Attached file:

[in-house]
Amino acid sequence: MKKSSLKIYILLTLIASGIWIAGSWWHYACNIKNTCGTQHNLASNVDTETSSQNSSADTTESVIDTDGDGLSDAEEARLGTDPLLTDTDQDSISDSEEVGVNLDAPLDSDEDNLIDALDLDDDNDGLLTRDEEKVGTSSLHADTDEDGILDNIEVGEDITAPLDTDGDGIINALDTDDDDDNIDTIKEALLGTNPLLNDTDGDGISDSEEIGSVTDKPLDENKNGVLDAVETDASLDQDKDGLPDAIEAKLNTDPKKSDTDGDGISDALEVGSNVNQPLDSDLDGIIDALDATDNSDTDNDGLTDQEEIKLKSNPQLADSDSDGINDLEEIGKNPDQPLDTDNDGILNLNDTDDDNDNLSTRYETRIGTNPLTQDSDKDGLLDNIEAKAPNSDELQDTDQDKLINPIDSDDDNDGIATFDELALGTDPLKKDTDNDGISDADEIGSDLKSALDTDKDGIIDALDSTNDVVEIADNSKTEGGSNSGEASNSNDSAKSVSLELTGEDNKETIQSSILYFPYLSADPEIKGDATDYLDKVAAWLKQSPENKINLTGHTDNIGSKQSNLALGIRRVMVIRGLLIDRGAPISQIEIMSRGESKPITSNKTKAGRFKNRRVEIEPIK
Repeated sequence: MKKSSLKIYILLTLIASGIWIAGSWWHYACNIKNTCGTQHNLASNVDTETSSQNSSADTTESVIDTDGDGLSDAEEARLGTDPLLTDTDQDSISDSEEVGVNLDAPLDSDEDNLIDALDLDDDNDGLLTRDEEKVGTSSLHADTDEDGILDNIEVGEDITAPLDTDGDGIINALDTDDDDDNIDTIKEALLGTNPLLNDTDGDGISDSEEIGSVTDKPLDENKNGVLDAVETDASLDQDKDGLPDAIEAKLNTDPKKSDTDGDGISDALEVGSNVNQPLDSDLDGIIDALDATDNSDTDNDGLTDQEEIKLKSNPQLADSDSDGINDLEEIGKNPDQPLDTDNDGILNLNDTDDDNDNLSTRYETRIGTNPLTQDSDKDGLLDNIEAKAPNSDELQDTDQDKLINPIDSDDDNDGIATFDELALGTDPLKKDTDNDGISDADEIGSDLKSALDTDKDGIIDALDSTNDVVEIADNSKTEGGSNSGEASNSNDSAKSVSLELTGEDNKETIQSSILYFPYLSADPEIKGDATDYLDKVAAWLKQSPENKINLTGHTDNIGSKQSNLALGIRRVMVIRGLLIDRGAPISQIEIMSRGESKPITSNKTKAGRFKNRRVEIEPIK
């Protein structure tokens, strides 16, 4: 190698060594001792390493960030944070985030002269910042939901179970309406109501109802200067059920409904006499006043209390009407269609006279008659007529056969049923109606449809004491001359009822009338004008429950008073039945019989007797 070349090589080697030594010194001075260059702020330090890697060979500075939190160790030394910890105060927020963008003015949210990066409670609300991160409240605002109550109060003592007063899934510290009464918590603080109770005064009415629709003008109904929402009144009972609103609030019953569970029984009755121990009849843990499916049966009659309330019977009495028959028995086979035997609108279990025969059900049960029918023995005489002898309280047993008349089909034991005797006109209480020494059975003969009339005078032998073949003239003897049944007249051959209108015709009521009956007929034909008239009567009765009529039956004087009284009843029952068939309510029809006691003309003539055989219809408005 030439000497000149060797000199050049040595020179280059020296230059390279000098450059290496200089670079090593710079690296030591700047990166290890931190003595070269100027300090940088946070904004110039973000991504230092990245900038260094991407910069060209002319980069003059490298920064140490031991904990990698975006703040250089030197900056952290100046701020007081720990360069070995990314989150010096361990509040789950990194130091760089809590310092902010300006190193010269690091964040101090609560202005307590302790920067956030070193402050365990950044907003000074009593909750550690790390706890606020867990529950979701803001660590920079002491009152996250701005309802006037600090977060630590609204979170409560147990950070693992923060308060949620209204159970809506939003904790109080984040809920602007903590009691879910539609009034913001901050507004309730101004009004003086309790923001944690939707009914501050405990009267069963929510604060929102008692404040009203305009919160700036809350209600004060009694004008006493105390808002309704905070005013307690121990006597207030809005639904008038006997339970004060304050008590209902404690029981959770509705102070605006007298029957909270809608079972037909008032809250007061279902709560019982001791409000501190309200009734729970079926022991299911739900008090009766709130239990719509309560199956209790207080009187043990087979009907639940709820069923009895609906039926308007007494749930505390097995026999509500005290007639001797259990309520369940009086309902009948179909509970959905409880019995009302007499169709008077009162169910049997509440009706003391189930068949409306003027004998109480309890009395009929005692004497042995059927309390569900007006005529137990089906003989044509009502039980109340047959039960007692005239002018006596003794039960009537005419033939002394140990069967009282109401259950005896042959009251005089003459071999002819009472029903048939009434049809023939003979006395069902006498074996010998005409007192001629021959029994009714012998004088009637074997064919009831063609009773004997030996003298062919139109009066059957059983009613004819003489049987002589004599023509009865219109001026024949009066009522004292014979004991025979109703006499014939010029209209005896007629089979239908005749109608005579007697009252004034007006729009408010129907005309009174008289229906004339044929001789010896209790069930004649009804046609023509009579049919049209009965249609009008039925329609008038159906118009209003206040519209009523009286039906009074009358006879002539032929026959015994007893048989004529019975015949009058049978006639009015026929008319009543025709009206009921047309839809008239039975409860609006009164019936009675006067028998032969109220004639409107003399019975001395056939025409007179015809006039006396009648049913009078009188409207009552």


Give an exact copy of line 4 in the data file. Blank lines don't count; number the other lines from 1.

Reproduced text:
């Protein structure tokens, strides 16, 4: 190698060594001792390493960030944070985030002269910042939901179970309406109501109802200067059920409904006499006043209390009407269609006279008659007529056969049923109606449809004491001359009822009338004008429950008073039945019989007797 070349090589080697030594010194001075260059702020330090890697060979500075939190160790030394910890105060927020963008003015949210990066409670609300991160409240605002109550109060003592007063899934510290009464918590603080109770005064009415629709003008109904929402009144009972609103609030019953569970029984009755121990009849843990499916049966009659309330019977009495028959028995086979035997609108279990025969059900049960029918023995005489002898309280047993008349089909034991005797006109209480020494059975003969009339005078032998073949003239003897049944007249051959209108015709009521009956007929034909008239009567009765009529039956004087009284009843029952068939309510029809006691003309003539055989219809408005 030439000497000149060797000199050049040595020179280059020296230059390279000098450059290496200089670079090593710079690296030591700047990166290890931190003595070269100027300090940088946070904004110039973000991504230092990245900038260094991407910069060209002319980069003059490298920064140490031991904990990698975006703040250089030197900056952290100046701020007081720990360069070995990314989150010096361990509040789950990194130091760089809590310092902010300006190193010269690091964040101090609560202005307590302790920067956030070193402050365990950044907003000074009593909750550690790390706890606020867990529950979701803001660590920079002491009152996250701005309802006037600090977060630590609204979170409560147990950070693992923060308060949620209204159970809506939003904790109080984040809920602007903590009691879910539609009034913001901050507004309730101004009004003086309790923001944690939707009914501050405990009267069963929510604060929102008692404040009203305009919160700036809350209600004060009694004008006493105390808002309704905070005013307690121990006597207030809005639904008038006997339970004060304050008590209902404690029981959770509705102070605006007298029957909270809608079972037909008032809250007061279902709560019982001791409000501190309200009734729970079926022991299911739900008090009766709130239990719509309560199956209790207080009187043990087979009907639940709820069923009895609906039926308007007494749930505390097995026999509500005290007639001797259990309520369940009086309902009948179909509970959905409880019995009302007499169709008077009162169910049997509440009706003391189930068949409306003027004998109480309890009395009929005692004497042995059927309390569900007006005529137990089906003989044509009502039980109340047959039960007692005239002018006596003794039960009537005419033939002394140990069967009282109401259950005896042959009251005089003459071999002819009472029903048939009434049809023939003979006395069902006498074996010998005409007192001629021959029994009714012998004088009637074997064919009831063609009773004997030996003298062919139109009066059957059983009613004819003489049987002589004599023509009865219109001026024949009066009522004292014979004991025979109703006499014939010029209209005896007629089979239908005749109608005579007697009252004034007006729009408010129907005309009174008289229906004339044929001789010896209790069930004649009804046609023509009579049919049209009965249609009008039925329609008038159906118009209003206040519209009523009286039906009074009358006879002539032929026959015994007893048989004529019975015949009058049978006639009015026929008319009543025709009206009921047309839809008239039975409860609006009164019936009675006067028998032969109220004639409107003399019975001395056939025409007179015809006039006396009648049913009078009188409207009552």